A:  You didn’t see too much of them.  When we were going through Belgium, I met some Belgian people who were very nice. We liberated Belgium.  War is cruel and it’s sad and a lot of people suffered in that war.  At the time, I think that most civilians over in Germany weren’t thinking about taking anything. They were just trying to protect themselves. There were towns where there were no houses left.  They were just wiped out, bombed out.  People were killed and children…we saw it in Germany and in Belgium.  Some places were bombed by us, because there was military going through those places.  You don’t know how many civilians were killed because they would set up in an area.  The Americans were more or less after the factories, where they made their ammunition and trying to bomb them out and of course by doing that you are bombing civilians and so…After the war was over the transport planes crashed not too far from us where Germans were trying to escape and so we had to go through this town to try to find these soldiers who were in the transport plane so we went from house to house to house and we got into this barn and I saw the hay moving and they gave us orders to shoot and don’t ask questions. So by the grace of God, that the only thing I can say, I just hollered, “Get out!” and a little boy and a little girl, 7 or 8 years old, walked out and I said, “Oh thank you Jesus, for not letting me shoot those kids.” And another time, during the war actually, we were in this apple orchard, and the farmhouse was quite a way up on the hill and we were sitting on this wall, there’s a lot of rock walls over there and a little boy and a girl came down, they were 7 or 8 years old, and my buddy and I were eating and we just had left in our mess kit was a half a peach, a canned peach, and they came and sat down beside us and the little girl looks up in my eyes and I look at Ed and I said “Ed, I can’t eat this peach, can you?” He says “No” and we gave it to the kids to eat and actually we could’ve been court marshaled for it because the reason is, they would tell their friends that they’re giving food down near the guns, and at the time, I was sitting on this wall, and across the street the shells were coming in. You could see the artillery shells coming in. It breaks your heart, you know, children are children.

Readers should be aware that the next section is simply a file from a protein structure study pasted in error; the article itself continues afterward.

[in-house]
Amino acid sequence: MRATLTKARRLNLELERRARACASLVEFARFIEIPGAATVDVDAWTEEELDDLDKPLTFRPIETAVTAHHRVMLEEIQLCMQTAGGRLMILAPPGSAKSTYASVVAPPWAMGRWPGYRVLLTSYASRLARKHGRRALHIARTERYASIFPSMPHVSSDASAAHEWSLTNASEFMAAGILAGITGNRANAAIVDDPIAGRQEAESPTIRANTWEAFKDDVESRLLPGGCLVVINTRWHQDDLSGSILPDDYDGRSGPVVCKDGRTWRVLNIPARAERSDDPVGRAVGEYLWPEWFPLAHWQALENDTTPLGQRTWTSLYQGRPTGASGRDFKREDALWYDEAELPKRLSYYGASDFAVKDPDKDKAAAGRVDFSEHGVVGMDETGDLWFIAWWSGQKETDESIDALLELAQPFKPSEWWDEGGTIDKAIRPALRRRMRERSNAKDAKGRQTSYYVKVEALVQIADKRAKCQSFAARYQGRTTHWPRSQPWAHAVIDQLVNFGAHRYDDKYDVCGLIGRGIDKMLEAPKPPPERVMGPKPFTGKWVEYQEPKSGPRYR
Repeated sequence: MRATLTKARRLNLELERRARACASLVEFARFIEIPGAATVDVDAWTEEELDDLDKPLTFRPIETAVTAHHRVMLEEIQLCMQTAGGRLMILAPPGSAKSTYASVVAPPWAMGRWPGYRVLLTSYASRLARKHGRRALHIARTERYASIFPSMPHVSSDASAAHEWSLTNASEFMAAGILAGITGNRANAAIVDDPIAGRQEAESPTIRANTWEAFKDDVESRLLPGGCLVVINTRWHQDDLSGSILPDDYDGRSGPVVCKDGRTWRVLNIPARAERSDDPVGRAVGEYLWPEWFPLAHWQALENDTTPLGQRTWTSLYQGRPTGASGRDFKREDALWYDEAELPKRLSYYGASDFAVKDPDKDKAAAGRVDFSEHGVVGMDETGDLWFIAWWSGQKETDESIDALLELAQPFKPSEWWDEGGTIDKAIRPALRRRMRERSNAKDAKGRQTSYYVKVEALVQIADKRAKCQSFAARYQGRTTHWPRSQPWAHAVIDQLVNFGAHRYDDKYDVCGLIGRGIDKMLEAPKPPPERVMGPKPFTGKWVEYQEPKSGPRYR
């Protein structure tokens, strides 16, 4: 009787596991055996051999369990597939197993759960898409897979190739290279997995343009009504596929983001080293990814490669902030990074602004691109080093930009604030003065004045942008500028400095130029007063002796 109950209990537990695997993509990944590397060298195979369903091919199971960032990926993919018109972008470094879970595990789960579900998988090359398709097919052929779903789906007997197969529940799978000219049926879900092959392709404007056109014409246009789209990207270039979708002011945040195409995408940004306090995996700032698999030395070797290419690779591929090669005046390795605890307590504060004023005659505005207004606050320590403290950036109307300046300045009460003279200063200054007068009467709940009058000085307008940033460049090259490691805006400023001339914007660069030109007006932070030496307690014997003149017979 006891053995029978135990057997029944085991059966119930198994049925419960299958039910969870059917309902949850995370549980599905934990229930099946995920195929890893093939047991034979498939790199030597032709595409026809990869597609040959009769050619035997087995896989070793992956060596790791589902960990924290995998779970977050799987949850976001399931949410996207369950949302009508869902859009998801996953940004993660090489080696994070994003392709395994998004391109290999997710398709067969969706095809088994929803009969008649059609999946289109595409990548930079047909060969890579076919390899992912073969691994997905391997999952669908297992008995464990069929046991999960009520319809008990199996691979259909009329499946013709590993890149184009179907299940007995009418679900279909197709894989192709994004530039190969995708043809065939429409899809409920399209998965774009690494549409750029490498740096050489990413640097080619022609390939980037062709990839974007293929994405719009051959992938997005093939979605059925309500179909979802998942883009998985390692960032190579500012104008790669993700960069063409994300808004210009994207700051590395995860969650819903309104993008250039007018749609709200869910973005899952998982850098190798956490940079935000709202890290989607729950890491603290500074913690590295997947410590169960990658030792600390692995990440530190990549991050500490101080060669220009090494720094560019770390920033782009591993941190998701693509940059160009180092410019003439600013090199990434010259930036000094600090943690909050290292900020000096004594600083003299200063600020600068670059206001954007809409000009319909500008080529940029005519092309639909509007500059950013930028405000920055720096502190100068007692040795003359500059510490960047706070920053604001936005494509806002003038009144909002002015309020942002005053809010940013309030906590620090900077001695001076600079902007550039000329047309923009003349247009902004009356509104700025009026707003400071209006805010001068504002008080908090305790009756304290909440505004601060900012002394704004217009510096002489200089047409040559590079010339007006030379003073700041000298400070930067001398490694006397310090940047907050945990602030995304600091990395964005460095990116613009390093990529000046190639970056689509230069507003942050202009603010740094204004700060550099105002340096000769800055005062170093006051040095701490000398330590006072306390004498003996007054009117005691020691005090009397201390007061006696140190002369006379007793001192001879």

Q:  Did you have any problems with mines?